The Answer Sheet: The Long Game of Education Secretary Betsy DeVos
Education Secretary Betsy DeVos speaks at the ASU GSV Summit at the Grand America Hotel in Salt Lake City on May 9. (Leah Hogsten/Salt Lake Tribune via AP)
Education Secretary Betsy DeVos has been pushing the expansion of school choice — alternatives to traditional public schools — for decades. You could say she has been playing a long game.
DeVos, a Michigan billionaire who has publicly called traditional public education a “dead end,” says all parents should have educational choices for their children. Her critics argue that she has been trying to privatize public education, with her advocacy efforts having begun in Michigan and then moving to other states.
DeVos and President Trump have made clear that their top priority in education is to expand school choice, not continue the efforts of former presidents George W. Bush and Barack Obama to hold schools “accountable” largely through test scores. This post looks at how she has operated and what her ultimate goals seem to be. It was written by Carol Burris, a former New York high school principal who is executive director of the nonprofit Network for Public Education.
Burris was named the 2010 Educator of the Year by the School Administrators Association of New York State, and in 2013, the organization named her the New York State High School Principal of the Year. She has chronicled problems with standardized-test based school reform and the school choice movement on this blog for years.
By Carol Burris
Education Secretary Betsy DeVos is not always confused by the facts, such as when she said that historically black colleges and universities were “pioneers of school choice,” or that a school in Montana probably had a gun to protect itself from “potential grizzlies.” Her recent speechat this year’s convening of the American Federation for Children was no exception.
If you are not familiar with the American Federation for Children, you should be. SourceWatch tells you all that you need to know:
The American Federation for Children (AFC) is a conservative 501(c)(4) dark money group that promotes the school privatization agenda via the American Legislative Exchange Council (ALEC) and other avenues. It is the 501(c)(4) arm of the 501(c)(3) nonprofit group the Alliance for School Choice. The group was organized and is funded by the billionaire DeVos family, who are the heirs to the Amway fortune.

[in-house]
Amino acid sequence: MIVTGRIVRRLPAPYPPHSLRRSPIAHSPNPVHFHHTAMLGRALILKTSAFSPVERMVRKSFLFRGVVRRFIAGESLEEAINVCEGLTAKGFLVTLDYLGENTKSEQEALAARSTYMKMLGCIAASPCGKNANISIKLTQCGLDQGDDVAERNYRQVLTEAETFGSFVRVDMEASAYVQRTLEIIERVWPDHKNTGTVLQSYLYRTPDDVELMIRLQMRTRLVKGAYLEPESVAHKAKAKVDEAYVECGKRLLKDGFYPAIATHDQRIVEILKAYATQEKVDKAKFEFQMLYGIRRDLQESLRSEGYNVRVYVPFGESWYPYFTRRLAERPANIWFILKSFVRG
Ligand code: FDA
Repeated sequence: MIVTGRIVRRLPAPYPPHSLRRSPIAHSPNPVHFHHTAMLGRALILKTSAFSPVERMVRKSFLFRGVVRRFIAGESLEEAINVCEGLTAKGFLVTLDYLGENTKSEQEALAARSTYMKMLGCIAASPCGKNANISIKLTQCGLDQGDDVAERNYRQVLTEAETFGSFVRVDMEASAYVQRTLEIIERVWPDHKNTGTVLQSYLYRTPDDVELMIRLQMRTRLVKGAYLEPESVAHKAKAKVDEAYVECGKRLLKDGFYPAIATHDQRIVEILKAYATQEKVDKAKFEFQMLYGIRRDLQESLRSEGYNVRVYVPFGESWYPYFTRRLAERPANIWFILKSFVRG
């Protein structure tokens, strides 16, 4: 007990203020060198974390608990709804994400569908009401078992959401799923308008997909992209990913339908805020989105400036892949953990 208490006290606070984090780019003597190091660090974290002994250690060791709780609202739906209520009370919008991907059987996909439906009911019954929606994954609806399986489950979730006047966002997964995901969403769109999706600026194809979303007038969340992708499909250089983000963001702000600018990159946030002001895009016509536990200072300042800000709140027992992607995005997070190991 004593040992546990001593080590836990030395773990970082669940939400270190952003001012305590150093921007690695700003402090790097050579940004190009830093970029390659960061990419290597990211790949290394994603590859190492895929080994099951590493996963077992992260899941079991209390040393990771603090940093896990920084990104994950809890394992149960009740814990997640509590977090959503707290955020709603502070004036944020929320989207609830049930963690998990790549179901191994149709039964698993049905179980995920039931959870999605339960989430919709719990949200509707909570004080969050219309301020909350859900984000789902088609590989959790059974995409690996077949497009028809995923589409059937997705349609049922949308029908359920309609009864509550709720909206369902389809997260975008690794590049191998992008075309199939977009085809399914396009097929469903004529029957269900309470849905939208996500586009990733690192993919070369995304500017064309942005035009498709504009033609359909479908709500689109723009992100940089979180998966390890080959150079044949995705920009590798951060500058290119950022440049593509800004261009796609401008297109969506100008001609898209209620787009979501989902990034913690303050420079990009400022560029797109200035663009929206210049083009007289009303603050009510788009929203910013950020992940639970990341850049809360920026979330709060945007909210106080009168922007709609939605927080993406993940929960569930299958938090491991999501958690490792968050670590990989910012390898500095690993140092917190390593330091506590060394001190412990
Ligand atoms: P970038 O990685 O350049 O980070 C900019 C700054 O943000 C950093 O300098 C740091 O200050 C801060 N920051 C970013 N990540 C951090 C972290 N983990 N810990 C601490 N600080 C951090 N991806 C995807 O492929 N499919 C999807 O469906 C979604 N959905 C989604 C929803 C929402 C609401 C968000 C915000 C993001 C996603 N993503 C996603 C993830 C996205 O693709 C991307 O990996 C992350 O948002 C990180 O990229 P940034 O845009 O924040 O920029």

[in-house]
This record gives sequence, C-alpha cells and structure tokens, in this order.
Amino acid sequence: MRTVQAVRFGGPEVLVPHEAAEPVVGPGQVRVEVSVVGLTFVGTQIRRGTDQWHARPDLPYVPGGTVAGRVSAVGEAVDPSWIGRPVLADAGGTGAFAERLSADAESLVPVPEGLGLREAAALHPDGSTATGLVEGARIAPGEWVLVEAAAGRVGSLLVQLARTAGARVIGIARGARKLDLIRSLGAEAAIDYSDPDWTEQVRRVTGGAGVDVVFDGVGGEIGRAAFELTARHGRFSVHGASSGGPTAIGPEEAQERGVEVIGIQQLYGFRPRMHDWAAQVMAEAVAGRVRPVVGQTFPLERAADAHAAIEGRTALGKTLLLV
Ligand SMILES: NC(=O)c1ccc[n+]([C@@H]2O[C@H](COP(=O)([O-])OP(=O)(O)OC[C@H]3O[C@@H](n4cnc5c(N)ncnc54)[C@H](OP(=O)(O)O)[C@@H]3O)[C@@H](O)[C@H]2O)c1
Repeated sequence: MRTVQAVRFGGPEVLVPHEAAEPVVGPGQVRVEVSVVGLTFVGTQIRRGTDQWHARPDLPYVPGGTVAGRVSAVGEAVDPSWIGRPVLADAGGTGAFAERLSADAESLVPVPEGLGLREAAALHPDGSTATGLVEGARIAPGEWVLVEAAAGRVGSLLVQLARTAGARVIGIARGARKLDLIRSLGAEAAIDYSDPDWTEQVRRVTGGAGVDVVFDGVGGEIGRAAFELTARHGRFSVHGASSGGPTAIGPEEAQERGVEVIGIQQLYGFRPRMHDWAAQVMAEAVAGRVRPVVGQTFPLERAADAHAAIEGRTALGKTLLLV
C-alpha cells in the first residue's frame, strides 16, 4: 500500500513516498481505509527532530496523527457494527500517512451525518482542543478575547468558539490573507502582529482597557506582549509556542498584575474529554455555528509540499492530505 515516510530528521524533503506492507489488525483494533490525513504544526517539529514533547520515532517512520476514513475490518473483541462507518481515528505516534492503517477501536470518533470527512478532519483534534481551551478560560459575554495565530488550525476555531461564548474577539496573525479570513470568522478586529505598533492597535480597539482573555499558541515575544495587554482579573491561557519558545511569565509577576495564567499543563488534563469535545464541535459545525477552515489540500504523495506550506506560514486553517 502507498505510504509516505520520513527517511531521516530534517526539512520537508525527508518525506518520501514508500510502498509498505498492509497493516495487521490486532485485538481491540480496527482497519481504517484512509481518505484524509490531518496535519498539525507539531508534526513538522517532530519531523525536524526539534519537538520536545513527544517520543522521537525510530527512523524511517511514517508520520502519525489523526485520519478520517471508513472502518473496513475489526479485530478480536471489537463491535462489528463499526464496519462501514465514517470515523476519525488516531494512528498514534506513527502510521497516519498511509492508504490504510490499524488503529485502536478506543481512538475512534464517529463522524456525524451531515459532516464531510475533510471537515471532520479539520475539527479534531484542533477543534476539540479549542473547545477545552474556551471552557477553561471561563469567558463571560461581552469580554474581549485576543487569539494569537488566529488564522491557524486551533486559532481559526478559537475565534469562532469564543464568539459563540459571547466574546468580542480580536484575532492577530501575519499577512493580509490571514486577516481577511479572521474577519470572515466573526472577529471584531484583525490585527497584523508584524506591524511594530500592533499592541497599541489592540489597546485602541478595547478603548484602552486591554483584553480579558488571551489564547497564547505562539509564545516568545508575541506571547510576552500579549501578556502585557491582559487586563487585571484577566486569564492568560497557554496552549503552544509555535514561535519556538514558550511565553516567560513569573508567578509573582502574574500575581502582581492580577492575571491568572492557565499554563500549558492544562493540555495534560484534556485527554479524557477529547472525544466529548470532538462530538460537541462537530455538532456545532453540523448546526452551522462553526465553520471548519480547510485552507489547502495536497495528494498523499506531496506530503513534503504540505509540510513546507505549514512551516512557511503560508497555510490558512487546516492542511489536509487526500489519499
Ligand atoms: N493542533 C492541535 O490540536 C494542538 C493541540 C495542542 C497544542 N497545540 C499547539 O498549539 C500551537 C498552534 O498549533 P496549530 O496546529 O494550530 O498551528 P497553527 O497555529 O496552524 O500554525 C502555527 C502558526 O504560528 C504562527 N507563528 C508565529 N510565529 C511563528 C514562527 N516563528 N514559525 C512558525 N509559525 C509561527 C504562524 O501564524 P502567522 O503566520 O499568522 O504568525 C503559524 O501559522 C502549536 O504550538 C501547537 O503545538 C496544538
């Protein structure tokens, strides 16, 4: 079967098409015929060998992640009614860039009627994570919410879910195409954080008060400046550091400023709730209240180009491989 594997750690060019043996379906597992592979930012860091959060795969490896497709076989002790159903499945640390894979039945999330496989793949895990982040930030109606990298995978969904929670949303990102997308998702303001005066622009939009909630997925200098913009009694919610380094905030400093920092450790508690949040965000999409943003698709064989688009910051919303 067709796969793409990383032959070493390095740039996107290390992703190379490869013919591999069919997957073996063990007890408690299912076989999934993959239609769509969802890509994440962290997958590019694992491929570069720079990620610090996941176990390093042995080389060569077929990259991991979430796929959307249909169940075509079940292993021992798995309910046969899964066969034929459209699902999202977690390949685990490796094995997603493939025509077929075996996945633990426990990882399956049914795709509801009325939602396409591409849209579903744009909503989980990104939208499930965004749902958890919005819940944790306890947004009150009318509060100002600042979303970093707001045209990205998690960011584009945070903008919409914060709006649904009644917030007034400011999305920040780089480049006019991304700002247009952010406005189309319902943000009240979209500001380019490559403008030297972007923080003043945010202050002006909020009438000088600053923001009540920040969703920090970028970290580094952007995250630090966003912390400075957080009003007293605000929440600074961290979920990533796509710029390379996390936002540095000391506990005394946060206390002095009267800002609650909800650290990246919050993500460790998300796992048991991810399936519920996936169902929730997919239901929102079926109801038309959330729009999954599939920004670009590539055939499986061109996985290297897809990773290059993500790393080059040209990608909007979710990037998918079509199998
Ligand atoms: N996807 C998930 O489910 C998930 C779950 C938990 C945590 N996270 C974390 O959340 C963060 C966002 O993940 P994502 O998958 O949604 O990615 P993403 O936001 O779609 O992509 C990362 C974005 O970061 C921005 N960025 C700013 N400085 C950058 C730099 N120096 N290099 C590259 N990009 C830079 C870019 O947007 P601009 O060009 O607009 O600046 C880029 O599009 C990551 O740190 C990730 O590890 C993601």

Yes, DeVos was right at home speaking to the organization.
In the speech, DeVos seemed to be trying to mask her hard-right agenda by sounding post-partisan, with a blue heart buried deep in a Republican red chest. She portrayed her thinking as progressive, and those who defend public schools as the enemies of children and worse. She skillfully wove this theme throughout the speech — calling those who resist her agenda “flat-Earthers.”
She told her audience that a Democrat advocated for the first voucher program in the nation. Annette Polly Williams, a longtime Democratic state legislator in Wisconsin, “bucked the system for the kids she loved,” DeVos said.
What DeVos left out is the inconvenient detail that Williams, who was black, later saw vouchers for what they were — an escape hatch from public schools that allowed wealthier, white children to attend private schools.
In her 2015 research report titled, “Opening Pandora’s Box: Polly Williams Doomed Partnership with the Education Privatization Movement,” author Rachel Tabachnick does a masterful job telling the story of Williams.
DeVos described Williams as an idealist who was willing to work with conservative groups in order to allow Milwaukee’s poor children to attend black independent schools. Williams saw vouchers as a limited program to give some choice to disadvantaged kids, while supporting the independent schools she believed in. But her allies had a more ambitious plan. A program for poor kids, for them, was merely the beginning.
As Tabachnick tells us, then Republican Gov. Tommy Thompson had assured voucher advocates that once the program began, it would be expanded. And that is exactly what occurred. Religious school were added. And then the cap on income was raised. Williams withdrew her support for the program, stating, “Eventually, low-income families would be weeded out due to the large volume of families wanting to participate.” Tabachnick tells us she objected to families who could well afford private school getting subsidies, even as funding was reduced for public schools. “Our intent was never to destroy the public schools,” she said.